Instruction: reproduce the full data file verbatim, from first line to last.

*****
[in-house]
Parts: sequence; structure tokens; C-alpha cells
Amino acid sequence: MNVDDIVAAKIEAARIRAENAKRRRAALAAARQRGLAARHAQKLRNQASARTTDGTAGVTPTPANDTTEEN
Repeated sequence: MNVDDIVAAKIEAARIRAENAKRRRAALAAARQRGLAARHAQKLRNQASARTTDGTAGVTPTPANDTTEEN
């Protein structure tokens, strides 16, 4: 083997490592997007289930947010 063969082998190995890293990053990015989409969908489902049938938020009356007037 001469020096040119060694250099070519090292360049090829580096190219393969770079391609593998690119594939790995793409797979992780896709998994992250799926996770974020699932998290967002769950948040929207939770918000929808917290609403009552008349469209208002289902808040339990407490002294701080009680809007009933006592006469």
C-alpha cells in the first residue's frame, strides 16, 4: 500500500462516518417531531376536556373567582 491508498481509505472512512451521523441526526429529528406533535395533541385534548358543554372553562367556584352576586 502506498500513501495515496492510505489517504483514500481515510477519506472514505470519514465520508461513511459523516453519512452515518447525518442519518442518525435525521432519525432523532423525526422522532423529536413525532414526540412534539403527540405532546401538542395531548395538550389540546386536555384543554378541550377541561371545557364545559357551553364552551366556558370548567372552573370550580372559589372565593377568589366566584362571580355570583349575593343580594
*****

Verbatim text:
[in-house]
Parts: sequence; structure tokens; C-alpha cells
Amino acid sequence: MNVDDIVAAKIEAARIRAENAKRRRAALAAARQRGLAARHAQKLRNQASARTTDGTAGVTPTPANDTTEEN
Repeated sequence: MNVDDIVAAKIEAARIRAENAKRRRAALAAARQRGLAARHAQKLRNQASARTTDGTAGVTPTPANDTTEEN
């Protein structure tokens, strides 16, 4: 083997490592997007289930947010 063969082998190995890293990053990015989409969908489902049938938020009356007037 001469020096040119060694250099070519090292360049090829580096190219393969770079391609593998690119594939790995793409797979992780896709998994992250799926996770974020699932998290967002769950948040929207939770918000929808917290609403009552008349469209208002289902808040339990407490002294701080009680809007009933006592006469």
C-alpha cells in the first residue's frame, strides 16, 4: 500500500462516518417531531376536556373567582 491508498481509505472512512451521523441526526429529528406533535395533541385534548358543554372553562367556584352576586 502506498500513501495515496492510505489517504483514500481515510477519506472514505470519514465520508461513511459523516453519512452515518447525518442519518442518525435525521432519525432523532423525526422522532423529536413525532414526540412534539403527540405532546401538542395531548395538550389540546386536555384543554378541550377541561371545557364545559357551553364552551366556558370548567372552573370550580372559589372565593377568589366566584362571580355570583349575593343580594